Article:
The Practice of Creativity

Posts Tagged ‘Alice Walker

Like many other people, this week I have remembering Maya Angelou and mourning the loss of such a tremendous creative force. Dr. Angelou was a teacher, writer, healer and lover of life until the very end. I discovered her work in college and remember performing her poems ‘Still I Rise’ and ‘Phenomenal Woman’ with other powerful women at various gatherings. As a young woman, I found her work accessible, rich with positive female imagery, sensuous and often jubilant.


Maya Angelou’s death has made me think about the ways in which we honor and remember great creative folk. I have writer friends who have made pilgrimages to famous writers’ houses. I also remember being inspired by Alice Walker’s quest to honor the then forgotten Zora Neale Hurston. Walker chronicled this journey in the essay, “Looking for Zora,” that appeared in her pioneering collection In Search of Our Mothers’ Gardens. Zora Neale Hurston’s last years were difficult. She suffered a series of strokes, had become indigent and forgotten by many. Walker’s dedication to honoring Hurston helped bring her back into the public eye.

The outpouring of heartfelt love and admiration for Dr. Angelou that circulated through social media was palpable. I am thinking about how best to celebrate Maya Angelou’s life as well as other writers who have inspired me that are no longer living. Should I read all of their work during a certain time period? Should I visit their birthplace? Should I devote several blogs to a particular author?

What is a good way to truly honor an artist’s work that has made a difference in one’s life? I believe that this is an important question to ponder further.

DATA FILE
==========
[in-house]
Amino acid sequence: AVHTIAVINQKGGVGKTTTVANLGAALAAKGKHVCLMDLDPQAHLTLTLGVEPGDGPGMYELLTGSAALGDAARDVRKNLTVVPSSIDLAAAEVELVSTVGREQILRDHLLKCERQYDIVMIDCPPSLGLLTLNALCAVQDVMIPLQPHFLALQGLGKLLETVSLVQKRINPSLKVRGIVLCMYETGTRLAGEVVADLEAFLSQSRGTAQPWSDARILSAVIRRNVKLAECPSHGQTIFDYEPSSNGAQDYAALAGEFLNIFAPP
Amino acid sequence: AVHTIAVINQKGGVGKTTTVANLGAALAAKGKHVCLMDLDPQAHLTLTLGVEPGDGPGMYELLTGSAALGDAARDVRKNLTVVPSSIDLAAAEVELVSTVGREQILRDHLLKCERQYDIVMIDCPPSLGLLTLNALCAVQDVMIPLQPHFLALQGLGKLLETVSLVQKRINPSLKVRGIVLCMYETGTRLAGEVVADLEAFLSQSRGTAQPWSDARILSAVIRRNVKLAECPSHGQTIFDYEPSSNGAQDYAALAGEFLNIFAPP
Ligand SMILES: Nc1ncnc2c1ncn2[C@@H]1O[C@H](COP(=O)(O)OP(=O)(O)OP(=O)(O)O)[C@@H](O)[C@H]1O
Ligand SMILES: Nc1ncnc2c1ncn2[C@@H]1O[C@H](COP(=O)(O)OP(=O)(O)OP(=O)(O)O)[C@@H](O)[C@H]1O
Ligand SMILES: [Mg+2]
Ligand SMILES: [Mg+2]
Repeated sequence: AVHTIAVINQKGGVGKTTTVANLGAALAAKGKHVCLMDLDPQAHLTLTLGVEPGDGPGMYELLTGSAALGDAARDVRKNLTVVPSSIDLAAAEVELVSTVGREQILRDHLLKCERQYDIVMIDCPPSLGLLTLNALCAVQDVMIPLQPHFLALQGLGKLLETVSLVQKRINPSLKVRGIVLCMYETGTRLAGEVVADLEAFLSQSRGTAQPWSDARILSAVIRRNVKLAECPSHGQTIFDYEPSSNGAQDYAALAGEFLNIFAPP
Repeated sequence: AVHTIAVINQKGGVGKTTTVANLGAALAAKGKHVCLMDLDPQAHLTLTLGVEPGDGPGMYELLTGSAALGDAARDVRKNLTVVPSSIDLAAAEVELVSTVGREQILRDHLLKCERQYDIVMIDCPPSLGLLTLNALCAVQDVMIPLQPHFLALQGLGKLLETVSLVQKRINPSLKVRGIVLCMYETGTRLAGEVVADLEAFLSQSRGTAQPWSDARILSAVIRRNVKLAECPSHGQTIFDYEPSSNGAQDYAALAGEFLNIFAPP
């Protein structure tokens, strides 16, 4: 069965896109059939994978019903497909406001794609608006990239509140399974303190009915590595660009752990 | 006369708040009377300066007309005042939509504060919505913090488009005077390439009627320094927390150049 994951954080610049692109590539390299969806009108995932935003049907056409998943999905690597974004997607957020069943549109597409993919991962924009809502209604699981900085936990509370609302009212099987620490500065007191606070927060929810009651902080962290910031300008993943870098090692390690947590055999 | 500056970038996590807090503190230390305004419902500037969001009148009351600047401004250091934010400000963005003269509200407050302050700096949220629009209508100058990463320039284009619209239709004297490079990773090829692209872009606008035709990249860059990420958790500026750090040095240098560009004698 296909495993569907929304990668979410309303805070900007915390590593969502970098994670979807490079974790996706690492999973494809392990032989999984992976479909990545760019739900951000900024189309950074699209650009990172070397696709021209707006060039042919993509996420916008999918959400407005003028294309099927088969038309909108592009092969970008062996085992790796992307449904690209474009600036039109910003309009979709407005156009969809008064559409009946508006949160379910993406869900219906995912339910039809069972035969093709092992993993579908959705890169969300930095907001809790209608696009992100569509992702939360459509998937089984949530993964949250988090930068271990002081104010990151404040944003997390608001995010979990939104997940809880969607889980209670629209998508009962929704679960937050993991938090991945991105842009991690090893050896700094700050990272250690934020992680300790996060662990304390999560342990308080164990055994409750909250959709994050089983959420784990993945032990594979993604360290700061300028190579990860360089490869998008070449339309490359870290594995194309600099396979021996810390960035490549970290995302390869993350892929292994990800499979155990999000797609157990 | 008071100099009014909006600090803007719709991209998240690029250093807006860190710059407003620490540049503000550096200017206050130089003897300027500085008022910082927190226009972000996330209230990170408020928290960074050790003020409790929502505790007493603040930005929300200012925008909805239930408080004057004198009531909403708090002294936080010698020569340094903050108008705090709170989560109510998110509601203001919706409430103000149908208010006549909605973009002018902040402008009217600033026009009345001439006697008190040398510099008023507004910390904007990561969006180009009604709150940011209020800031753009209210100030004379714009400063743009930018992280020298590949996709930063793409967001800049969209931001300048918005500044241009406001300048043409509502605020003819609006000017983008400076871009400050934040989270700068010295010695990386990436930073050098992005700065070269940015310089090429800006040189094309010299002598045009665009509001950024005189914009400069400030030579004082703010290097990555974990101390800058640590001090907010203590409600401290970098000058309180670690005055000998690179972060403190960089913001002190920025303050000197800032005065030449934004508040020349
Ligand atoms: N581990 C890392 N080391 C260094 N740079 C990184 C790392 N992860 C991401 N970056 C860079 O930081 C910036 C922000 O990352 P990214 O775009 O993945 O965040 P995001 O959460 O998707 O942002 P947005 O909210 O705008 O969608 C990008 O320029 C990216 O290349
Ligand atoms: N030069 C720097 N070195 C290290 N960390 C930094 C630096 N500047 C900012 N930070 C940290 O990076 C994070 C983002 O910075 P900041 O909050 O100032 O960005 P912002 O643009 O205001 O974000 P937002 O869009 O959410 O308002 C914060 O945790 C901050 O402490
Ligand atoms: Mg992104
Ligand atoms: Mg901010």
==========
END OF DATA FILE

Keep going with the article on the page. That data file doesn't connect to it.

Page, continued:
Dear Alice,

Happy Birthday!alice_walker2002-headshot-bw-med

I like many other writers, readers, scholars and folk are sending you the biggest of birthday wishes and affection. Here are ten things that I want to thank you for:

  1. For your beautiful smile. By the time I was a sophomore in college I had discovered your body of  work and read everything I could find. In my desire to develop as a writer and having so few models that looked like me, I nurtured secret fantasies of being your daughter–because I thought we had similar smiles. I know that sounds strange. Don’t misunderstand–I loved my mother and her face. But, she possessed high cheekbones, ones that I would never have. Seeing your smile with full cheeks made me appreciate my own wide smile and made it easier to imagine myself as a writer. Also, an essence of kindness radiates from your smile that draws people in that I admire. Now, more than twenty years later, I am a writer and have nurtured my creative self, so had shed that fantasy of being your daughter. But, I still love your smile!
  2. For writing The Temple of My Familiar. Epic, metaphysical, culturally rooted and romantic! I still remember a snippet of a line that Fanny says to her husband as she is trying to encourage both of them to spiritually evolve-“I love your breath most because it is the least colonized part of you” (paraphrase)
  3. For writing about African American women’s creativity and exploding conventional notions about what creativity is ‘good for’ in the landmark essay ‘In Search of Our Mothers’ Gardens’. I have written elsewhere about the power of that essay in my life. I am still amazed that in many popular creativity books, authors still fail to acknowledge the genius of African American women (and other women of color) and reduce creativity solely to production.
  4. For naming womanism.
  5. For your novel Meridian. I just finished teaching this amazing novel to students in my ‘Women of Color in Contemporary U.S. Social Movements’ class. It provides a powerful connection to the struggles of black and white women during the Civil Rights movement. It also beautifully explores the psychological and health challenges of being an activist.